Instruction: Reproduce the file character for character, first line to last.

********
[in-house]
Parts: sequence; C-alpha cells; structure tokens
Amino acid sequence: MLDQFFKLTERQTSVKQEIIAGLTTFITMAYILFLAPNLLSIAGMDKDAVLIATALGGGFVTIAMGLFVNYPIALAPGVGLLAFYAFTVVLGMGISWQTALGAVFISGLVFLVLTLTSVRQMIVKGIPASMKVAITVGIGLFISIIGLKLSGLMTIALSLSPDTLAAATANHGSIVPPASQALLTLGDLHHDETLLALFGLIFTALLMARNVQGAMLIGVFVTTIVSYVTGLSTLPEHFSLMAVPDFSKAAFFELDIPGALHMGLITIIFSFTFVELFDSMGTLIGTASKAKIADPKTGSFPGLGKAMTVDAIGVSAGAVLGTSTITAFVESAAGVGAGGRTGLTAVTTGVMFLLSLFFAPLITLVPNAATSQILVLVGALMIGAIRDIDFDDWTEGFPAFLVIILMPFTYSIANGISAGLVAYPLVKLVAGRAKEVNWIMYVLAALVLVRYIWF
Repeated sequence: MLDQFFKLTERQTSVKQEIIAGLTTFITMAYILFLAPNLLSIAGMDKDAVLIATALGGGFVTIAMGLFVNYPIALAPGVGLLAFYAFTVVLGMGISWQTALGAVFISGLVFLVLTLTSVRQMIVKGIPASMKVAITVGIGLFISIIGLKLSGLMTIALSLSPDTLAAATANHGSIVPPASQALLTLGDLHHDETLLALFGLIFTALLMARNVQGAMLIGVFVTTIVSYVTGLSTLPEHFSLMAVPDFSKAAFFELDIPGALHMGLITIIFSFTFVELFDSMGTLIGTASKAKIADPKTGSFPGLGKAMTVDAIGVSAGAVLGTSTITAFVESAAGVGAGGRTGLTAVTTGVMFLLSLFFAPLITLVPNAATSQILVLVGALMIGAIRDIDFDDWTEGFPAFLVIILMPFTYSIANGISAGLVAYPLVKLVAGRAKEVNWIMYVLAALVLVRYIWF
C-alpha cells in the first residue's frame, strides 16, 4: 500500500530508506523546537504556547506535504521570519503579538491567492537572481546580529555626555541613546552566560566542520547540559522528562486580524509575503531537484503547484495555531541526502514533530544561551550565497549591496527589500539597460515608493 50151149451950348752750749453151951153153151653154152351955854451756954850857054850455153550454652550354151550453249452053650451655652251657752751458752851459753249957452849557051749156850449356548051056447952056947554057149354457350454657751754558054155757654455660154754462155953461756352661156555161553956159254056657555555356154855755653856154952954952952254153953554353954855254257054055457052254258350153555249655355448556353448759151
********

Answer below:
[in-house]
Parts: sequence; C-alpha cells; structure tokens
Amino acid sequence: MLDQFFKLTERQTSVKQEIIAGLTTFITMAYILFLAPNLLSIAGMDKDAVLIATALGGGFVTIAMGLFVNYPIALAPGVGLLAFYAFTVVLGMGISWQTALGAVFISGLVFLVLTLTSVRQMIVKGIPASMKVAITVGIGLFISIIGLKLSGLMTIALSLSPDTLAAATANHGSIVPPASQALLTLGDLHHDETLLALFGLIFTALLMARNVQGAMLIGVFVTTIVSYVTGLSTLPEHFSLMAVPDFSKAAFFELDIPGALHMGLITIIFSFTFVELFDSMGTLIGTASKAKIADPKTGSFPGLGKAMTVDAIGVSAGAVLGTSTITAFVESAAGVGAGGRTGLTAVTTGVMFLLSLFFAPLITLVPNAATSQILVLVGALMIGAIRDIDFDDWTEGFPAFLVIILMPFTYSIANGISAGLVAYPLVKLVAGRAKEVNWIMYVLAALVLVRYIWF
Repeated sequence: MLDQFFKLTERQTSVKQEIIAGLTTFITMAYILFLAPNLLSIAGMDKDAVLIATALGGGFVTIAMGLFVNYPIALAPGVGLLAFYAFTVVLGMGISWQTALGAVFISGLVFLVLTLTSVRQMIVKGIPASMKVAITVGIGLFISIIGLKLSGLMTIALSLSPDTLAAATANHGSIVPPASQALLTLGDLHHDETLLALFGLIFTALLMARNVQGAMLIGVFVTTIVSYVTGLSTLPEHFSLMAVPDFSKAAFFELDIPGALHMGLITIIFSFTFVELFDSMGTLIGTASKAKIADPKTGSFPGLGKAMTVDAIGVSAGAVLGTSTITAFVESAAGVGAGGRTGLTAVTTGVMFLLSLFFAPLITLVPNAATSQILVLVGALMIGAIRDIDFDDWTEGFPAFLVIILMPFTYSIANGISAGLVAYPLVKLVAGRAKEVNWIMYVLAALVLVRYIWF
C-alpha cells in the first residue's frame, strides 16, 4: 500500500530508506523546537504556547506535504521570519503579538491567492537572481546580529555626555541613546552566560566542520547540559522528562486580524509575503531537484503547484495555531541526502514533530544561551550565497549591496527589500539597460515608493 50151149451950348752750749453151951153153151653154152351955854451756954850857054850455153550454652550354151550453249452053650451655652251657752751458752851459753249957452849557051749156850449356548051056447952056947554057149354457350454657751754558054155757654455660154754462155953461756352661156555161553956159254056657555555356154855755653856154952954952952254153953554353954855254257054055457052254258350153555249655355448556353448759151